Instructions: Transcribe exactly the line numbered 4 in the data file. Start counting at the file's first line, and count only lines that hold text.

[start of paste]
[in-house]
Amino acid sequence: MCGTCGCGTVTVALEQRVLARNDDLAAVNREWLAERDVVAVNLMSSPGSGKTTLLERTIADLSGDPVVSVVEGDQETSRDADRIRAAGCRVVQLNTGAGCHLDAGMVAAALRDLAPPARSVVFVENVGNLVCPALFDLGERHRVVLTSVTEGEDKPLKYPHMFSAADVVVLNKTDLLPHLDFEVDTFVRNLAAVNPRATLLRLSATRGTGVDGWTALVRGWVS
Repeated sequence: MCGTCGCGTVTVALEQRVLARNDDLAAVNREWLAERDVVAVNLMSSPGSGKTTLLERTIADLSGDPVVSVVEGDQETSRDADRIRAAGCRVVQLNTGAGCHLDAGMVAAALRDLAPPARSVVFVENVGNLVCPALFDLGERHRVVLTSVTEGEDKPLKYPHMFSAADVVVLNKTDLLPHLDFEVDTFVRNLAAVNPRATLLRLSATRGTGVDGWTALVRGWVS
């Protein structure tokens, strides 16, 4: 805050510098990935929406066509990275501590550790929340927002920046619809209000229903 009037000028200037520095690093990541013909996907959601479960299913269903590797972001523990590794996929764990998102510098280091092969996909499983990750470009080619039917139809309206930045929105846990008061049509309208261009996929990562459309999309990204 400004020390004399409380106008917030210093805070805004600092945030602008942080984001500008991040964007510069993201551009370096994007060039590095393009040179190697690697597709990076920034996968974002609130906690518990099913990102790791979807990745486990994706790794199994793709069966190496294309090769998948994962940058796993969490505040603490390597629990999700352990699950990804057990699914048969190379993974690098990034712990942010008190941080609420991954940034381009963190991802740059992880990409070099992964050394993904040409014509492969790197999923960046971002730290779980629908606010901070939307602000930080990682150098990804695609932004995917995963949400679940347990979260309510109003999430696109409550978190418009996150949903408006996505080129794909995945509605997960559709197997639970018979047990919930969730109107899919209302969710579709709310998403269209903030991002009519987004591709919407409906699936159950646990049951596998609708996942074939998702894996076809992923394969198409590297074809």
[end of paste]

């Protein structure tokens, strides 16, 4: 805050510098990935929406066509990275501590550790929340927002920046619809209000229903 009037000028200037520095690093990541013909996907959601479960299913269903590797972001523990590794996929764990998102510098280091092969996909499983990750470009080619039917139809309206930045929105846990008061049509309208261009996929990562459309999309990204 400004020390004399409380106008917030210093805070805004600092945030602008942080984001500008991040964007510069993201551009370096994007060039590095393009040179190697690697597709990076920034996968974002609130906690518990099913990102790791979807990745486990994706790794199994793709069966190496294309090769998948994962940058796993969490505040603490390597629990999700352990699950990804057990699914048969190379993974690098990034712990942010008190941080609420991954940034381009963190991802740059992880990409070099992964050394993904040409014509492969790197999923960046971002730290779980629908606010901070939307602000930080990682150098990804695609932004995917995963949400679940347990979260309510109003999430696109409550978190418009996150949903408006996505080129794909995945509605997960559709197997639970018979047990919930969730109107899919209302969710579709709310998403269209903030991002009519987004591709919407409906699936159950646990049951596998609708996942074939998702894996076809992923394969198409590297074809």